A record-breaking share of chief executive officers are optimistic about the economic environment worldwide, at least in the short term.
Faced with increased competition, investor scrutiny and pressure on fees, private equity financial chief officers are looking to increase operational efficiency, but according to the EU 2018 Global Private Equity Survey, there is not a single clear strategy followed by the industry.
After a phenomenal 2018 start, U.S. equity markets caused a bit of a commotion in early February, giving up all gains to-date.
In matters of government policy, it is often difficult to take a dispassionate view. Some would say the modern discourse is so polarized, the strictly rational, factual view is drowned out. In this brief overview, we are going to attempt to lay out a few of the potential implications of the recently passed U.S. tax legislation.
Year to date, global financial markets are on track to deliver some of the strongest cumulative returns on record. Similarly, broad-based U.S. equity indices are experiencing double digit returns above the 20th percentile as of writing. In the words of John C. Williams, president and chief executive officer of the Federal Reserve Bank of San Francisco, “The economy is in a good place.”
Even for a jurisdiction used to an ever-changing regulatory landscape, the end of 2017 particularly tumultuous time for the Cayman Islands financial services industry.
Every day, highly experienced investors and thought leaders are sounding the alarm about an impending market crash. Since the 30-year anniversary of Black Monday less than two months ago, the sirens are blaring progressively louder. With an eight-year U.S. equity bull market behind us, coupled with positive GDP growth, the sustained market rally seems too good to be true. On the surface the economy appears to be plodding along, but according to the bears, something is brewing in the depths below.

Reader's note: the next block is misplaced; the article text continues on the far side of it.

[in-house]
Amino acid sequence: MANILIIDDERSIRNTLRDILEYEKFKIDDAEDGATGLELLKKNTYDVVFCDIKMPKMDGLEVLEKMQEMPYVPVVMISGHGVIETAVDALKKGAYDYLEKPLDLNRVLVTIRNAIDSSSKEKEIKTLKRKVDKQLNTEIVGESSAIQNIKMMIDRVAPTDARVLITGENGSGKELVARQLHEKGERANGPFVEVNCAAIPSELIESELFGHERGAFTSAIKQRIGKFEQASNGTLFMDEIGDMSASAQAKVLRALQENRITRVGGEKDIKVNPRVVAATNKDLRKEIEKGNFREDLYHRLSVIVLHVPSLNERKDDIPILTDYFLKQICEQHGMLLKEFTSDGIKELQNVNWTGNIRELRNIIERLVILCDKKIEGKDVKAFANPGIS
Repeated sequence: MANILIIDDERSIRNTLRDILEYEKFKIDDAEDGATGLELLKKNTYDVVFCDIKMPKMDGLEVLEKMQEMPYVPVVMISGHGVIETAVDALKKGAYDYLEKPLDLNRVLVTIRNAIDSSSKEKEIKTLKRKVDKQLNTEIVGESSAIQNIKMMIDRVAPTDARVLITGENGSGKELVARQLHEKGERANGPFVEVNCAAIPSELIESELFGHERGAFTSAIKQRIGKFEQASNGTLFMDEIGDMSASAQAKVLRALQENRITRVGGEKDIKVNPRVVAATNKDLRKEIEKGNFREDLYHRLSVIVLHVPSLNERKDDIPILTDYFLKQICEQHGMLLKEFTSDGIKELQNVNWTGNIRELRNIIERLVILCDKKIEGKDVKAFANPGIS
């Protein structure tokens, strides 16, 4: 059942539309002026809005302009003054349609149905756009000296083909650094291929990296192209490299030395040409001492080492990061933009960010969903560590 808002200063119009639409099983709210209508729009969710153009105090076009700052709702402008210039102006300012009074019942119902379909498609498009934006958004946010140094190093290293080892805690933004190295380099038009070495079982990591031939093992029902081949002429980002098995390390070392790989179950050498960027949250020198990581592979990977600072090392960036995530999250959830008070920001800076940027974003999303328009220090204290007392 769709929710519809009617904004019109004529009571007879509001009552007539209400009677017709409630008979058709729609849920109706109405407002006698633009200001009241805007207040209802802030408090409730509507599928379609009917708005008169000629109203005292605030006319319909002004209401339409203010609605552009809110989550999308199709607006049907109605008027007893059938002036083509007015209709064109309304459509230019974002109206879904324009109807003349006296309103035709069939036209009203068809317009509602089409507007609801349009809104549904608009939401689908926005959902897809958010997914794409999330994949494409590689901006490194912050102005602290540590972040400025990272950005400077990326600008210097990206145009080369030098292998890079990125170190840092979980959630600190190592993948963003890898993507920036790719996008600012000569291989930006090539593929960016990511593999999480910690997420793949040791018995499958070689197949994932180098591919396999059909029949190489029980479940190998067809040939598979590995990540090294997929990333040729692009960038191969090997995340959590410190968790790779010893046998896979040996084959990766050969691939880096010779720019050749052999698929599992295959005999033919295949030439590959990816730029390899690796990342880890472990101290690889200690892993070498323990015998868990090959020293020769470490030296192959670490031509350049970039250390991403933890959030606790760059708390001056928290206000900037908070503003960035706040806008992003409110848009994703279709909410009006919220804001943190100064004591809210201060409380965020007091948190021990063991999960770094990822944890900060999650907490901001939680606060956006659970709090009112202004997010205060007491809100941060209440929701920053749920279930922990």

Tax information exchange initiatives like FATCA and more recently the Common Reporting Standard (CRS) are in full motion in most international financial centers and certainly well under way in the Cayman Islands.
For a country like Cayman whose currency is tied to the U.S. dollar and therefore to the whims of the U.S. Federal Reserve’s monetary policy actions, the Cayman Investment Summit had a decidedly gloomy message: the U.S. dollar-led global currency system is in urgent need of reform and central banks have essentially no power to affect monetary or economic goals.
Cayman’s newest law firm is three months old, and its two female founders cite former U.S. First Lady Michelle Obama as inspiration for a venture they hope will “change up the corporate game.”
Cayman Islands real estate brokers and precious metals dealers will soon come under extra scrutiny when a new regime kicks in subjecting them to inspections from the Department of Commerce and Investment, which will make sure they are following the territory’s anti-money laundering rules.
There are two forces holding down long-term interest rates in the U.S. currently, despite above-trend economic growth which might otherwise point to higher rates. The first is the U.S. Federal Reserve’s balance sheet expansion, or quantitative easing as it is known in the markets. The second is a pronounced slowdown in measured and expected inflation over the course of 2017.
After Hurricane Ivan ravaged the Cayman Islands on Sept. 11-12, questions persisted for days about whether the island’s financial services industry would also be devastated.
Government officials and industry professionals have long stressed the importance of regulatory compliance for their firms and for the wider financial services industry in the Cayman Islands.
In the wake of a devastating hurricane season, much of the Caribbean has been forced to take on massive rebuilding efforts in coming months.
Addressing the National Association for Business Economics (NABE), Federal Reserve Chairman Janet Yellen delivered a striking tone on the inflationary debate. Reiterating the “mystery” surrounding the recent low inflation readings, the chairman’s candid remarks did very little to stir markets.
Investors who deal intensively with the stock market are always looking for stocks whose value continues to rise over long periods of time. The “value creators” ranking provides guidance in the search for exactly those kinds of stocks.
At an unspecified date in 2019, the Cayman Islands will introduce far stricter privacy protection rules affecting every business that processes customers’ or clients’ personal information.
The idea that people in the Cayman Islands could attempt to finance terrorist organizations may seem strange to some, but the risk is very real.
The delivery of four 160-seat fuel-efficient Boeing aircraft late next year will at last allow Cayman Airways to consider new routes throughout Canada, the U.S. and potentially South America and Central America.